Don’t Repeat My $1,000,000 Chiropractic Associate Lesson

“If you were really my friend you wouldn’t need me to sign the contract” she stated emphatically.

“Damn” I thought to myself. “Maybe she is right. Maybe I am being a hard ass about this associate contract. She is my long time friend so maybe I should just relax and flow with it. After all she hasn’t signed it in 6 months and things seem to be going OK.”

“Alright” I stated. “Let’s just roll with it. I guess I am being a hard ass.”


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To fast forward and to try and avoid some of the mild pangs of guilt and pain I get when I relive the story, she left 3 months later with 100 patient visits/week. At the time that was approximately $100,000/year in revenue that could have gone into my 5 daughters University education fund. Instead it went straight into her pocket.

If you look at the 10 year picture that $100,000/year turned into my $1,000,000 chiropractic associate lesson. To ensure you NEVER live through the pain of that I have chosen to share with you that lesson and give you some of my learnings in the hopes you never have to repeat it.

Here are the top 6 things you need to do to ensure you never learn this lesson firsthand.

1/ VISION CHECK – Ensure your desire to have an associate is actually in alignment with where you want your life and business to go. For certain doctors it can be a great growth and leverage step. For others it is a giant pain in the ass. Check in with your core values, look to the future years for your vision, talk to your significant other and advisors and ensure it is a congruent step for you. It is not for everyone.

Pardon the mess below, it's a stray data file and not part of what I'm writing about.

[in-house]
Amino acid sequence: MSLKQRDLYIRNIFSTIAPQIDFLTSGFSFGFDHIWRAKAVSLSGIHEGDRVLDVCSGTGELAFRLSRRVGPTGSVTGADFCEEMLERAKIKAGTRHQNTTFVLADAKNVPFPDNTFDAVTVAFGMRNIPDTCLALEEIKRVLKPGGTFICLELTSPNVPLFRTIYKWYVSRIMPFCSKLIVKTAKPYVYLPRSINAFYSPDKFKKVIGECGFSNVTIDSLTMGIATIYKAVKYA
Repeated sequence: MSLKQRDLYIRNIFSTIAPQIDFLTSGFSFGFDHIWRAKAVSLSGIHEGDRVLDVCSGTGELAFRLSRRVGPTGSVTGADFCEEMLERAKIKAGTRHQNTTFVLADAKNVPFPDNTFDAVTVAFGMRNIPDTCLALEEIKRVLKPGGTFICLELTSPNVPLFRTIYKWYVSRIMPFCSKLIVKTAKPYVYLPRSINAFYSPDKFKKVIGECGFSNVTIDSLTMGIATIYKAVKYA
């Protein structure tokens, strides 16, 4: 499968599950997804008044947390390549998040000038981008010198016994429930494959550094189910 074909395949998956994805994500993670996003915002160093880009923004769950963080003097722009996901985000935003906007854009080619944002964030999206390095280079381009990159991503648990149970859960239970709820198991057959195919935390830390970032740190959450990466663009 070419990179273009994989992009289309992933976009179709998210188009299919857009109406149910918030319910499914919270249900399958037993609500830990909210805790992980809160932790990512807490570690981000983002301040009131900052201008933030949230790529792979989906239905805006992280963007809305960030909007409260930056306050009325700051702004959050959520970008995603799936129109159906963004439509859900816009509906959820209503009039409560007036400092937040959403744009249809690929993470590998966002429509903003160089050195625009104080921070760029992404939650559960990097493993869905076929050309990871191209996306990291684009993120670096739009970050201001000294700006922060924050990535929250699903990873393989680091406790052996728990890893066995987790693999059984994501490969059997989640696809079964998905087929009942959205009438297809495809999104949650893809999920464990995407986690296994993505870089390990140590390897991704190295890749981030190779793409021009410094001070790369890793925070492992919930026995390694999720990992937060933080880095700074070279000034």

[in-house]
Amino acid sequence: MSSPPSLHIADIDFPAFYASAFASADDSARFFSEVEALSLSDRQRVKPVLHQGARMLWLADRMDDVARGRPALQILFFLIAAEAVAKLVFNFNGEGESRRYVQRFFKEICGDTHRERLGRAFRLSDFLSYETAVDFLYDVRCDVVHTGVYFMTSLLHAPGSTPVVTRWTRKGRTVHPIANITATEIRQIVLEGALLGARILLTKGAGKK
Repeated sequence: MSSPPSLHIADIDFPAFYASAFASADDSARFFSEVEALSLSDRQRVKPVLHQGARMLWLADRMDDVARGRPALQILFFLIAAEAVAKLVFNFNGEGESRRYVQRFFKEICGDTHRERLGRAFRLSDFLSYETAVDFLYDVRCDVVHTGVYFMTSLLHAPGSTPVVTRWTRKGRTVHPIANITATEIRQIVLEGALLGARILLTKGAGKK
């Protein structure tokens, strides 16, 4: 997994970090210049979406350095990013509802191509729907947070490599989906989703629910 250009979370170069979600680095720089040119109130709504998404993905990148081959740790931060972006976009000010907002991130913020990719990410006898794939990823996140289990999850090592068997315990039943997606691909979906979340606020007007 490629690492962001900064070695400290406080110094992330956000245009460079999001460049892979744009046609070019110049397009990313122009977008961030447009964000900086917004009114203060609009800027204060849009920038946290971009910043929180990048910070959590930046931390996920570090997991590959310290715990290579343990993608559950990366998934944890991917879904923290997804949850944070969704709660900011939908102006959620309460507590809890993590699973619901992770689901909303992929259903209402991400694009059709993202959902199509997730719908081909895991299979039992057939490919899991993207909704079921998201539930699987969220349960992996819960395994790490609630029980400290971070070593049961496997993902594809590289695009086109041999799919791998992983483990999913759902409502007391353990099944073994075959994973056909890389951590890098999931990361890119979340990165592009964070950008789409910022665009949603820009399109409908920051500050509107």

2/ RECRUITDo not hire an associate, recruit one. What I mean by that is go through the process to define who is the most ideal candidate for you. Write up a psychographic and/or demographic analysis of this person so you will recognize them when you see them. Strategically plan where this person goes to school, is currently working, hangs out, plays, prays and any other data you can mine on the most likely place to attract this person from.

Design a recruiting strategy (ours has 16 steps) and activate it well in advance of when you feel you need this person in your business. It commonly takes 4 to 12 months to RECRUIT good talent so don’t expect it to happen overnight.

3/ CONTRACT – You MUST have a solid contract and it MUST be signed before this person ever gets inside your doors to touch a patient. Be sure you put a probationary period in it and ensure there are benchmarks built into the contract that they must hit in order to continue to earn the right to work in your business. In my world-view it is a huge honour to be invited to work in someone’s business and they must earn the right to be a part of the team. If they can’t cut it ……… let them go and start over.